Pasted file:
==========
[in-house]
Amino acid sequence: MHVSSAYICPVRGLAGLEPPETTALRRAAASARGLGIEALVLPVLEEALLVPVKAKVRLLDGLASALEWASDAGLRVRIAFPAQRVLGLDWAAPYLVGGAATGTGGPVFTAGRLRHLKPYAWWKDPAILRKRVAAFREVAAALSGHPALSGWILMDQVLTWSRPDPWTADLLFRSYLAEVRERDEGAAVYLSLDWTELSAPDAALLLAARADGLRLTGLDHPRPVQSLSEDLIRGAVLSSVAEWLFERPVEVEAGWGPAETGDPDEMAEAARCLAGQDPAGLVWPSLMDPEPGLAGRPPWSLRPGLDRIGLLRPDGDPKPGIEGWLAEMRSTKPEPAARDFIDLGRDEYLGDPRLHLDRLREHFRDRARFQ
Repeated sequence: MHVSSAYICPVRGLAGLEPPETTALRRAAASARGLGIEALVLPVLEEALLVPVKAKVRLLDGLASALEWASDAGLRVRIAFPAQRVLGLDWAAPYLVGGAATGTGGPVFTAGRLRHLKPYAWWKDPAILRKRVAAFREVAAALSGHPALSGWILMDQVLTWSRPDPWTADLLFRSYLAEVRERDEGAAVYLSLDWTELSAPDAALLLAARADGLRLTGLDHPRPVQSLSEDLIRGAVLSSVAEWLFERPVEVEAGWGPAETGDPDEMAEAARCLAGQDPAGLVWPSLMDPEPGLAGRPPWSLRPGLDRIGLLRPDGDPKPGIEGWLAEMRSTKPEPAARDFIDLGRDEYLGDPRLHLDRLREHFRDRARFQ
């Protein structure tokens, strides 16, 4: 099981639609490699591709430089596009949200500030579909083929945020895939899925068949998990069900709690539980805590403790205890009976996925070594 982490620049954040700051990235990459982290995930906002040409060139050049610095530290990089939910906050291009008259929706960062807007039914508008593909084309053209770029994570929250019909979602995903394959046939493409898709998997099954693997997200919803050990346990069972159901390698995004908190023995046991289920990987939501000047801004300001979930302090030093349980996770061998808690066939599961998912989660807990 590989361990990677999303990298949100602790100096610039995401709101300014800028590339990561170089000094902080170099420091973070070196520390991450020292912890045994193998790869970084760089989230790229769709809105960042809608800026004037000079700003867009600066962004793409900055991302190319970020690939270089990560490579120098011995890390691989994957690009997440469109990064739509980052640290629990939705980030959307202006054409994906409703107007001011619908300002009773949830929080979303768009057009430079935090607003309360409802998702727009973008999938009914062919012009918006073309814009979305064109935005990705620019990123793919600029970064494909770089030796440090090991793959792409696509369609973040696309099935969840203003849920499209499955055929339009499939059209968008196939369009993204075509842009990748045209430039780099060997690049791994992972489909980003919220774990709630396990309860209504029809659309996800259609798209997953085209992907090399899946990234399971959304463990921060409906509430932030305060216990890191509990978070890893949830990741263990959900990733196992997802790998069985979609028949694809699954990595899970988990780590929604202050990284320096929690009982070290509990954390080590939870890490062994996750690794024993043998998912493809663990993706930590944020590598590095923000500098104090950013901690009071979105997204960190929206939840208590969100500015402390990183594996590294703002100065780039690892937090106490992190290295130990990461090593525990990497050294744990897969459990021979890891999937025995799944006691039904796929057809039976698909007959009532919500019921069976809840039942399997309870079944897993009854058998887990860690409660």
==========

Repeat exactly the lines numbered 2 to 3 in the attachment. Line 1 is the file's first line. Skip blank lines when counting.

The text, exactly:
Amino acid sequence: MHVSSAYICPVRGLAGLEPPETTALRRAAASARGLGIEALVLPVLEEALLVPVKAKVRLLDGLASALEWASDAGLRVRIAFPAQRVLGLDWAAPYLVGGAATGTGGPVFTAGRLRHLKPYAWWKDPAILRKRVAAFREVAAALSGHPALSGWILMDQVLTWSRPDPWTADLLFRSYLAEVRERDEGAAVYLSLDWTELSAPDAALLLAARADGLRLTGLDHPRPVQSLSEDLIRGAVLSSVAEWLFERPVEVEAGWGPAETGDPDEMAEAARCLAGQDPAGLVWPSLMDPEPGLAGRPPWSLRPGLDRIGLLRPDGDPKPGIEGWLAEMRSTKPEPAARDFIDLGRDEYLGDPRLHLDRLREHFRDRARFQ
Repeated sequence: MHVSSAYICPVRGLAGLEPPETTALRRAAASARGLGIEALVLPVLEEALLVPVKAKVRLLDGLASALEWASDAGLRVRIAFPAQRVLGLDWAAPYLVGGAATGTGGPVFTAGRLRHLKPYAWWKDPAILRKRVAAFREVAAALSGHPALSGWILMDQVLTWSRPDPWTADLLFRSYLAEVRERDEGAAVYLSLDWTELSAPDAALLLAARADGLRLTGLDHPRPVQSLSEDLIRGAVLSSVAEWLFERPVEVEAGWGPAETGDPDEMAEAARCLAGQDPAGLVWPSLMDPEPGLAGRPPWSLRPGLDRIGLLRPDGDPKPGIEGWLAEMRSTKPEPAARDFIDLGRDEYLGDPRLHLDRLREHFRDRARFQ